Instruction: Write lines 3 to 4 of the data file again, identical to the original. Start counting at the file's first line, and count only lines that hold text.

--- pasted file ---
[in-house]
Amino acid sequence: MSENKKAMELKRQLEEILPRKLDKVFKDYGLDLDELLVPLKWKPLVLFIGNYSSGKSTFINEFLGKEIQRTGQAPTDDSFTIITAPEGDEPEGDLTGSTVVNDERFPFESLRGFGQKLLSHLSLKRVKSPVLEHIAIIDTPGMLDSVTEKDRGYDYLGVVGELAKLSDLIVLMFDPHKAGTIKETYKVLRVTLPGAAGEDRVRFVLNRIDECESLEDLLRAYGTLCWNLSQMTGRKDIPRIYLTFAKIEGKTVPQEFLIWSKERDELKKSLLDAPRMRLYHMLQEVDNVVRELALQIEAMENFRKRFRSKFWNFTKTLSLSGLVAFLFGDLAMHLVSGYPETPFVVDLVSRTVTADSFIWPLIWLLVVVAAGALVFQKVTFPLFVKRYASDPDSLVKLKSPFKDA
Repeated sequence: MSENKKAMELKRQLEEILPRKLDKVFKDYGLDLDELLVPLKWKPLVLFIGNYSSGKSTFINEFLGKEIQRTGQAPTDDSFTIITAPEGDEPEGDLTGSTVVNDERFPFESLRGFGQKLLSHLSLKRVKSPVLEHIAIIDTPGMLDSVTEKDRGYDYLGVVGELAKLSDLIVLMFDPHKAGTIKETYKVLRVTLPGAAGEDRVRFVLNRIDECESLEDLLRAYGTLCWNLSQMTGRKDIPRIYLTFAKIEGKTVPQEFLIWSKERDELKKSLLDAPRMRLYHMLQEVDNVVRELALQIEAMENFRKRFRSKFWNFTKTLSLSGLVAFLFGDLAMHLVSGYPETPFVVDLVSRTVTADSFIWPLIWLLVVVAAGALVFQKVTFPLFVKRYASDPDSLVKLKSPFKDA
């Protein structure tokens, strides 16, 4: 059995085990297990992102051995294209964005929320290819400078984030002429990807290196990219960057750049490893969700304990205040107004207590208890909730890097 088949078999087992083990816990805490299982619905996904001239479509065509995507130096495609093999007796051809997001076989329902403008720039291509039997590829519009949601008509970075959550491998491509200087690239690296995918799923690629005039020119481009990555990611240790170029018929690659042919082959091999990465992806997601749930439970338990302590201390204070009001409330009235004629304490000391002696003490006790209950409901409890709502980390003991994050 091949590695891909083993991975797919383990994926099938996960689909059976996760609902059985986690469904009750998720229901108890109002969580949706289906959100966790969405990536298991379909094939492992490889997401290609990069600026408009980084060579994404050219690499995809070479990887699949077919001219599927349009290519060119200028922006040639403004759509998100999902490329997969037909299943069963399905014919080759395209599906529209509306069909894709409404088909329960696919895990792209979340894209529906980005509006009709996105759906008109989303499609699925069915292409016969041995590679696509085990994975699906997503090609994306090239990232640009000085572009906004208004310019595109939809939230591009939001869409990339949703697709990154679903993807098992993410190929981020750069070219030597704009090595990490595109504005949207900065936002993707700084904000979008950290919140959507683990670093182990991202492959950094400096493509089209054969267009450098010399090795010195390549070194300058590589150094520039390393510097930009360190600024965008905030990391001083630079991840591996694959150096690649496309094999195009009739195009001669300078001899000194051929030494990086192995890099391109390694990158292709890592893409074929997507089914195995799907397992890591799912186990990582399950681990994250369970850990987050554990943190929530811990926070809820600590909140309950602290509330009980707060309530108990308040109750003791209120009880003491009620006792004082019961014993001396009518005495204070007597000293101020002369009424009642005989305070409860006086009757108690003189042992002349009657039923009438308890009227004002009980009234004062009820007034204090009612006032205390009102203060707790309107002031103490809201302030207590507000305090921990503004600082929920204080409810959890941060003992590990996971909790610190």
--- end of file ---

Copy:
Repeated sequence: MSENKKAMELKRQLEEILPRKLDKVFKDYGLDLDELLVPLKWKPLVLFIGNYSSGKSTFINEFLGKEIQRTGQAPTDDSFTIITAPEGDEPEGDLTGSTVVNDERFPFESLRGFGQKLLSHLSLKRVKSPVLEHIAIIDTPGMLDSVTEKDRGYDYLGVVGELAKLSDLIVLMFDPHKAGTIKETYKVLRVTLPGAAGEDRVRFVLNRIDECESLEDLLRAYGTLCWNLSQMTGRKDIPRIYLTFAKIEGKTVPQEFLIWSKERDELKKSLLDAPRMRLYHMLQEVDNVVRELALQIEAMENFRKRFRSKFWNFTKTLSLSGLVAFLFGDLAMHLVSGYPETPFVVDLVSRTVTADSFIWPLIWLLVVVAAGALVFQKVTFPLFVKRYASDPDSLVKLKSPFKDA
């Protein structure tokens, strides 16, 4: 059995085990297990992102051995294209964005929320290819400078984030002429990807290196990219960057750049490893969700304990205040107004207590208890909730890097 088949078999087992083990816990805490299982619905996904001239479509065509995507130096495609093999007796051809997001076989329902403008720039291509039997590829519009949601008509970075959550491998491509200087690239690296995918799923690629005039020119481009990555990611240790170029018929690659042919082959091999990465992806997601749930439970338990302590201390204070009001409330009235004629304490000391002696003490006790209950409901409890709502980390003991994050 091949590695891909083993991975797919383990994926099938996960689909059976996760609902059985986690469904009750998720229901108890109002969580949706289906959100966790969405990536298991379909094939492992490889997401290609990069600026408009980084060579994404050219690499995809070479990887699949077919001219599927349009290519060119200028922006040639403004759509998100999902490329997969037909299943069963399905014919080759395209599906529209509306069909894709409404088909329960696919895990792209979340894209529906980005509006009709996105759906008109989303499609699925069915292409016969041995590679696509085990994975699906997503090609994306090239990232640009000085572009906004208004310019595109939809939230591009939001869409990339949703697709990154679903993807098992993410190929981020750069070219030597704009090595990490595109504005949207900065936002993707700084904000979008950290919140959507683990670093182990991202492959950094400096493509089209054969267009450098010399090795010195390549070194300058590589150094520039390393510097930009360190600024965008905030990391001083630079991840591996694959150096690649496309094999195009009739195009001669300078001899000194051929030494990086192995890099391109390694990158292709890592893409074929997507089914195995799907397992890591799912186990990582399950681990994250369970850990987050554990943190929530811990926070809820600590909140309950602290509330009980707060309530108990308040109750003791209120009880003491009620006792004082019961014993001396009518005495204070007597000293101020002369009424009642005989305070409860006086009757108690003189042992002349009657039923009438308890009227004002009980009234004062009820007034204090009612006032205390009102203060707790309107002031103490809201302030207590507000305090921990503004600082929920204080409810959890941060003992590990996971909790610190």